Paul Gautsch von Frankenthurn

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Hochwohlgeboren
Paul Gautsch Freiherr von Frankenthurn
Paul Gautsch.jpg
Baron Paul Gautsch, 1905
14th Minister-President of Cisleithania
In office
28 November 1897 – 5 March 1898
Monarch Franz Joseph I
Preceded by Kasimir Felix Graf von Badeni
Succeeded by Franz Anton Fürst von Thun und Hohenstein
19th Minister-President of Cisleithania
In office
31 December 1904 – 2 May 1906
Monarch Franz Joseph I
Preceded by Ernest von Koerber
Succeeded by Konrad Fürst von Hohenlohe-Waldenburg
23rd Minister-President of Cisleithania
In office
28 June 1911 – 3 November 1911
Monarch Franz Joseph I
Preceded by Richard Graf von Bienerth-Schmerling
Succeeded by Count Karl Graf von Stürgkh
Personal details
Born (1851-02-26)26 February 1851
Döbling,
Austrian Empire
Died 20 April 1918(1918-04-20) (aged 67)
Vienna
Austria-Hungary
Religion Catholic

Paul Gautsch Freiherr von Frankenthurn (26 February 1851 – 20 April 1918) was an Austrian politician and statesman who served three times as Minister-President of Cisleithania.

Biography[edit]

Paul Gautsch was born in Döbling (a Vienna suburb incorporated in 1892), the son of a civil servant. He attended the elite Theresianum boarding school and, having obtained his Matura degree, went on to study law at the University of Vienna. Gautsch achieved the promotio sub auspiciis Praesidentis, the highest possible honor for the country's best students, and began his career as a government official in the Austrian Ministry of Education.

In 1881 Gautsch became head teacher of the Theresianum school. On 5 November 1885 Emperor Franz Joseph I appointed him Minister of Education in the second cabinet of Minister-President Eduard Taaffe, an office he held until the downfall of Taaffe's government in 1893. Ennobled to the rank of Freiherr in 1890, he again served as Minister of Education in the Cisleithanian government of Kasimir Felix Badeni from 1895 to 1897.

After Badeni's resignation amidst the national crisis of the German-Czech language conflict, Gautsch was appointed Minister-President on 30 November 1897. He delayed the convening of the Imperial Council parliament, declared a state of emergency in Prague, and largely ruled by emergency decrees. His attempts to resolve the conflict by attenuating the language ordinances made by Badeni finally failed and Gautsch resigned on 5 March 1898, after only three months in office. The Badeni ordinances were finally revoked under Minister-President Manfred von Clary-Aldringen in October 1899, nevertheless the language dispute remained insuperable.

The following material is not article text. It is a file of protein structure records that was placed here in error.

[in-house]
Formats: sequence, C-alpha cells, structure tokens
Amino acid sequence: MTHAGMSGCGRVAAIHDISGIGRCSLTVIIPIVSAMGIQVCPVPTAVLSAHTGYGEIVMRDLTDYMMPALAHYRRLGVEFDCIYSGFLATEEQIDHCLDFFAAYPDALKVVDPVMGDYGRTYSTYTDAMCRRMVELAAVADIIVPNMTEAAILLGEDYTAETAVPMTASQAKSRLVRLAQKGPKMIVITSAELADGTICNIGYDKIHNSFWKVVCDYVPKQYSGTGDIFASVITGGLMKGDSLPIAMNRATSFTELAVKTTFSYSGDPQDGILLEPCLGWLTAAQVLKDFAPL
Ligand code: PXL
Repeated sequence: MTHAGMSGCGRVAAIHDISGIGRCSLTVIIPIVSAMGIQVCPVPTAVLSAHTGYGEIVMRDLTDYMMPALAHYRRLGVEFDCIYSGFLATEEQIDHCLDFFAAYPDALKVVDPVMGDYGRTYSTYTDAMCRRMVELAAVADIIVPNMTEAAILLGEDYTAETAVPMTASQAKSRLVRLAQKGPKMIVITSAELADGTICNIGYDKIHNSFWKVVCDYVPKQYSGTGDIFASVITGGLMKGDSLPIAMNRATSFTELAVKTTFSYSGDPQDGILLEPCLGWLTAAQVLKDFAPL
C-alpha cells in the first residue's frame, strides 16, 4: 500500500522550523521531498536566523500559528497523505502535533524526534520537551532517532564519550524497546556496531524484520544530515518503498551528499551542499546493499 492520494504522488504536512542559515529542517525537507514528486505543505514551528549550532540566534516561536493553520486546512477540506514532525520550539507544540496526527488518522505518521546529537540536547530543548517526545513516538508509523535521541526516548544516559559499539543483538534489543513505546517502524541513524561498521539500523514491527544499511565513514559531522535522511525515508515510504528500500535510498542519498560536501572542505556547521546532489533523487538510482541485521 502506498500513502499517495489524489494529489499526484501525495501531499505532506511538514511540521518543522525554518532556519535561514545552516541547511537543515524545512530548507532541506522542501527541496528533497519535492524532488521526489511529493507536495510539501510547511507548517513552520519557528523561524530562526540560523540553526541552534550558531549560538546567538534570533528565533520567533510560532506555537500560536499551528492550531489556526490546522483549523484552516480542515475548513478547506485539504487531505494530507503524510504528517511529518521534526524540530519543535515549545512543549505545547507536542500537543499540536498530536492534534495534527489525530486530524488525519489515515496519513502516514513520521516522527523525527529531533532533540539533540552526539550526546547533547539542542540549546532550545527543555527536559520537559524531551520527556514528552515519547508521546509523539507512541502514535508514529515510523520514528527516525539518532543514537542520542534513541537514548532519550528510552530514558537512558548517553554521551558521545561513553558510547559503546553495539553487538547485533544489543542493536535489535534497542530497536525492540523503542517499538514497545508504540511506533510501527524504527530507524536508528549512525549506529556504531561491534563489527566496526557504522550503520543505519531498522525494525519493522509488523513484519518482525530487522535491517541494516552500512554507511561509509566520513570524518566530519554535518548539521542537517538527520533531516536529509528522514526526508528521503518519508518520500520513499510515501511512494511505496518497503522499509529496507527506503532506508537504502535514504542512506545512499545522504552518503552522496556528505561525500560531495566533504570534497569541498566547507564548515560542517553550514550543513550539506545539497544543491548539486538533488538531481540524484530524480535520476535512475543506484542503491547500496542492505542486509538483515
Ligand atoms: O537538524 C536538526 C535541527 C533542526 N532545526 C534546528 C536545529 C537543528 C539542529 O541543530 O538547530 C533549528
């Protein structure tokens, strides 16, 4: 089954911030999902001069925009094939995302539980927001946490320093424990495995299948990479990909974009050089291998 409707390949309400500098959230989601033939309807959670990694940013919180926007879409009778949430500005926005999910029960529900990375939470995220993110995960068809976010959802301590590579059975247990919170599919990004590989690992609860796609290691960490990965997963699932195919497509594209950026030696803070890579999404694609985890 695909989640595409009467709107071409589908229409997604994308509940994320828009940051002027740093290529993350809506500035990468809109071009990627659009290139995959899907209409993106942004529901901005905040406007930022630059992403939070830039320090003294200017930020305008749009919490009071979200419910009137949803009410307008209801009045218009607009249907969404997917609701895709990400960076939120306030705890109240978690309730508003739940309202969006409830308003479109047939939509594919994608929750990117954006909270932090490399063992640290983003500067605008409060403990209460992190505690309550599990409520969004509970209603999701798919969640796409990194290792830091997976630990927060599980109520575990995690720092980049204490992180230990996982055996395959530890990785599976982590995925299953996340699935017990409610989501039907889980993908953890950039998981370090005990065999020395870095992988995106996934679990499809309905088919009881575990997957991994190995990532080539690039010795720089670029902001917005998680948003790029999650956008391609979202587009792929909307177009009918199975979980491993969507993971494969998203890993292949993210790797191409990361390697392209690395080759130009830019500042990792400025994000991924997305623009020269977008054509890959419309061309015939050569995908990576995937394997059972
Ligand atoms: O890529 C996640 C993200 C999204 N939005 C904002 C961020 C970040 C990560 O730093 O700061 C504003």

After his resignation, Gautsch served as president of the Austrian supreme audit institution (Oberster Rechnungshof) until on 1 January 1905 he was again appointed Minister-President. However, his second term in office too did not last long; preparing the way for universal male suffrage he met with resistance in the Austrian parliament and again resigned 1 May 1906. It was Minister-President Max Wladimir von Beck who could implement the electoral reform in December.

Gautsch returned to the Court of Auditors, until he was named Minister-President for the third time on 28 June 1911, again in troubled times when upon the Cisleithanian legislative election the government of his predecessor Richard von Bienerth-Schmerling had lost its majority in parliament. After violent rioting in Vienna as a result of high prices in September followed by shots in parliament, Gautsch resigned his office on November 3. He was succeeded by Karl von Stürgkh, who held the office for almost five years, leading Austria-Hungary into World War I.

Gautsch remained politically active as a peer of the Austrian House of Lords and confidant of the Emperor. He died in Spring 1918, a few months before the dissolution of the Monarchy.

In 1908, the SS Baron Gautsch passenger ship of the Austrian Lloyd had been named in his honour; the vessel sank in the first days of the Great War on 13 August 1914, when it hit a mine field laid by the Austro-Hungarian Navy near the Istrian coast. 147 people lost their lives in the sinking.

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Regarding personal names: Freiherr is a former title (translated as Baron), which is now legally a part of the last name. The feminine forms are Freifrau and Freiin.